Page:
Arrhythmia | Causes & Risk Factors

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What causes arrhythmia?

The heart has 4 compartments, or chambers. The walls of the heart squeeze together (contract) to push blood through the chambers. The contractions are controlled by an electrical signal that begins in the heart's natural "pacemaker" (called the sinoatrial node). Nerve impulses and hormones in the blood influence the rate of the contractions. A problem in any of these can cause an arrhythmia.

Minor arrhythmias may be caused by excessive alcohol use, smoking, caffeine, stress or exercise. The most common cause of arrhythmias is heart disease, particularly coronary artery disease, abnormal heart valve function and heart failure. However, arrhythmias can occur for no known reason.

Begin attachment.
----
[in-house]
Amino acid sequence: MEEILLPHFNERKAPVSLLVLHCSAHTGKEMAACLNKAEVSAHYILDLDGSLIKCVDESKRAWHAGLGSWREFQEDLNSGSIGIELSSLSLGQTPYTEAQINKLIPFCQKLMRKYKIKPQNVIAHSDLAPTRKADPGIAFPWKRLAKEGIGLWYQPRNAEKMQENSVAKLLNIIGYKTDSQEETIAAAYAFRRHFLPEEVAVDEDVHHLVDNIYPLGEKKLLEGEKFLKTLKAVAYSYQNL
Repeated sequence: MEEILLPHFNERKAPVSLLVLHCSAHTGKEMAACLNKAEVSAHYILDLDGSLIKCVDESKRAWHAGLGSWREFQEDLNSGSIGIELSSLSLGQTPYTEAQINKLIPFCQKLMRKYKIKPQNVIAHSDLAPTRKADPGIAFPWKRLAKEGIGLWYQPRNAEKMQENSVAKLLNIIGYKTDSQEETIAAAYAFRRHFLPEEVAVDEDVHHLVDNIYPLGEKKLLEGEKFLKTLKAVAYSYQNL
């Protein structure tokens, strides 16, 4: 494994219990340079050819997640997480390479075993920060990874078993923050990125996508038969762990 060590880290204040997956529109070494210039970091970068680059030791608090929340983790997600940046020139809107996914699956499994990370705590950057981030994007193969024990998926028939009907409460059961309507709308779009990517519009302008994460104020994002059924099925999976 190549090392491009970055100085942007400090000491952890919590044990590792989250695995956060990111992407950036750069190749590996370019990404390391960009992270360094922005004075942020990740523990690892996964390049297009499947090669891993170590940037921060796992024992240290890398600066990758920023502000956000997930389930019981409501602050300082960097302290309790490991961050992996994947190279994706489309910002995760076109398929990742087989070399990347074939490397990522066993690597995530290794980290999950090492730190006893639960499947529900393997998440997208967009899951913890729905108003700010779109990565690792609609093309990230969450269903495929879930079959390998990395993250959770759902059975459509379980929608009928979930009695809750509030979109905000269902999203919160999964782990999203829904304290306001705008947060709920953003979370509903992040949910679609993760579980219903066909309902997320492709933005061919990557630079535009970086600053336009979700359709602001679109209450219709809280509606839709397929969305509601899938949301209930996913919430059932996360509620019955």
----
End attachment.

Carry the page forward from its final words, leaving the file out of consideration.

Source

Acute Management of Atrial Fibrillation: Part II. Prevention of Thromboembolic Complications by DE King, MD; LM Dickerson, PharmD; JL Sack, MD (American Family Physician July 15, 2002, http://www.aafp.org/afp/20020715/261.html)

Written by familydoctor.org editorial staff

Reviewed/Updated: 02/14
Created: 09/00

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